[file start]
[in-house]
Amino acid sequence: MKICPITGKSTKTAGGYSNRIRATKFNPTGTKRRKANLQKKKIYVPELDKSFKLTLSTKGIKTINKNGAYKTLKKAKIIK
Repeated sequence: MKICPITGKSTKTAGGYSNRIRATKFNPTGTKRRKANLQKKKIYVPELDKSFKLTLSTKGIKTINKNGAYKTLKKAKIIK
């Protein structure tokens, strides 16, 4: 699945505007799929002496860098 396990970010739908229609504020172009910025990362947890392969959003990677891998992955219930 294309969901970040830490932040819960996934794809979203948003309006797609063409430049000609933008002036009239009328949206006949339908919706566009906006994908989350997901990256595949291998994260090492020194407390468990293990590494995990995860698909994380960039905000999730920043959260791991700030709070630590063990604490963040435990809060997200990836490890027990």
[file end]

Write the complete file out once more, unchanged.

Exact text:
[in-house]
Amino acid sequence: MKICPITGKSTKTAGGYSNRIRATKFNPTGTKRRKANLQKKKIYVPELDKSFKLTLSTKGIKTINKNGAYKTLKKAKIIK
Repeated sequence: MKICPITGKSTKTAGGYSNRIRATKFNPTGTKRRKANLQKKKIYVPELDKSFKLTLSTKGIKTINKNGAYKTLKKAKIIK
């Protein structure tokens, strides 16, 4: 699945505007799929002496860098 396990970010739908229609504020172009910025990362947890392969959003990677891998992955219930 294309969901970040830490932040819960996934794809979203948003309006797609063409430049000609933008002036009239009328949206006949339908919706566009906006994908989350997901990256595949291998994260090492020194407390468990293990590494995990995860698909994380960039905000999730920043959260791991700030709070630590063990604490963040435990809060997200990836490890027990």